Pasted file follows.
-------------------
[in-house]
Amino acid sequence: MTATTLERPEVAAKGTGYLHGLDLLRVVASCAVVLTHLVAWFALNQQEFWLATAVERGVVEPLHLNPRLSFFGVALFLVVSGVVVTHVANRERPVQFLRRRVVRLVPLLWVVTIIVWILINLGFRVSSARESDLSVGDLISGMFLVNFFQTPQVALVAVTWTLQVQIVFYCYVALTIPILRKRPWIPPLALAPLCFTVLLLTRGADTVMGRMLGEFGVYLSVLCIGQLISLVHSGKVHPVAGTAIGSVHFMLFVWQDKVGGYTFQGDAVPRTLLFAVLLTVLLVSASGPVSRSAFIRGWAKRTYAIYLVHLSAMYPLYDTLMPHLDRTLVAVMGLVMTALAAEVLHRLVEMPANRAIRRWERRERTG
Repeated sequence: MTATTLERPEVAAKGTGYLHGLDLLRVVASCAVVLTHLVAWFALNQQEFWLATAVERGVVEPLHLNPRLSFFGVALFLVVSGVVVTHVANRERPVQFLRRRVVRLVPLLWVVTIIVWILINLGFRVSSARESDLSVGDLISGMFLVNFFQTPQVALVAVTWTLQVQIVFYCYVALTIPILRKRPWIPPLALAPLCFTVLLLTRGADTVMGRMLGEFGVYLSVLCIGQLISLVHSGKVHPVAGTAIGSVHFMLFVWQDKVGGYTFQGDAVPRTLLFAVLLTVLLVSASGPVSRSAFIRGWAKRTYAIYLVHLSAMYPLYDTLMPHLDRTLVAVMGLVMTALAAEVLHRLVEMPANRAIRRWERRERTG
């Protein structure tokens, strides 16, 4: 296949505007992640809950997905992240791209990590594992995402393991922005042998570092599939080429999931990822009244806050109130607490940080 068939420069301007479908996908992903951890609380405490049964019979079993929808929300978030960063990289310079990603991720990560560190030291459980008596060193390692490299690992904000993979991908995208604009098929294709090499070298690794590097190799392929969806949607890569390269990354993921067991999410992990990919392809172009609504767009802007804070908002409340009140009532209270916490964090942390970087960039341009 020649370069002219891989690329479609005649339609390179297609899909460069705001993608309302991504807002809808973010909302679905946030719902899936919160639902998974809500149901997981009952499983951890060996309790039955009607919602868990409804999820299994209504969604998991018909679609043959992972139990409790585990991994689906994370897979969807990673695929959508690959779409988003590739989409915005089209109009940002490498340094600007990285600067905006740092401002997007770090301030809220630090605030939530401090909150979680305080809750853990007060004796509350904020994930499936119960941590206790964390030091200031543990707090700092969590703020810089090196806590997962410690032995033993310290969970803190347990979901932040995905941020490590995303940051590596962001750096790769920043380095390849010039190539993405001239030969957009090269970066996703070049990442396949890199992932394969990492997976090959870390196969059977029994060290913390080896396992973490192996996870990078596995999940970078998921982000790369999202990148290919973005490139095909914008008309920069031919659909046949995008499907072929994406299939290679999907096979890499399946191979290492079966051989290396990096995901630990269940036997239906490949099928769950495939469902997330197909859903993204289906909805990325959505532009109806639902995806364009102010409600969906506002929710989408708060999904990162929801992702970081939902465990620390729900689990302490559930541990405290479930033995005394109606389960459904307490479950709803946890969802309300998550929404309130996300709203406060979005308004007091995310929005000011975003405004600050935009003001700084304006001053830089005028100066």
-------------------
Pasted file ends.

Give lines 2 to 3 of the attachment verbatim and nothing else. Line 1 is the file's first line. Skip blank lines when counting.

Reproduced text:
Amino acid sequence: MTATTLERPEVAAKGTGYLHGLDLLRVVASCAVVLTHLVAWFALNQQEFWLATAVERGVVEPLHLNPRLSFFGVALFLVVSGVVVTHVANRERPVQFLRRRVVRLVPLLWVVTIIVWILINLGFRVSSARESDLSVGDLISGMFLVNFFQTPQVALVAVTWTLQVQIVFYCYVALTIPILRKRPWIPPLALAPLCFTVLLLTRGADTVMGRMLGEFGVYLSVLCIGQLISLVHSGKVHPVAGTAIGSVHFMLFVWQDKVGGYTFQGDAVPRTLLFAVLLTVLLVSASGPVSRSAFIRGWAKRTYAIYLVHLSAMYPLYDTLMPHLDRTLVAVMGLVMTALAAEVLHRLVEMPANRAIRRWERRERTG
Repeated sequence: MTATTLERPEVAAKGTGYLHGLDLLRVVASCAVVLTHLVAWFALNQQEFWLATAVERGVVEPLHLNPRLSFFGVALFLVVSGVVVTHVANRERPVQFLRRRVVRLVPLLWVVTIIVWILINLGFRVSSARESDLSVGDLISGMFLVNFFQTPQVALVAVTWTLQVQIVFYCYVALTIPILRKRPWIPPLALAPLCFTVLLLTRGADTVMGRMLGEFGVYLSVLCIGQLISLVHSGKVHPVAGTAIGSVHFMLFVWQDKVGGYTFQGDAVPRTLLFAVLLTVLLVSASGPVSRSAFIRGWAKRTYAIYLVHLSAMYPLYDTLMPHLDRTLVAVMGLVMTALAAEVLHRLVEMPANRAIRRWERRERTG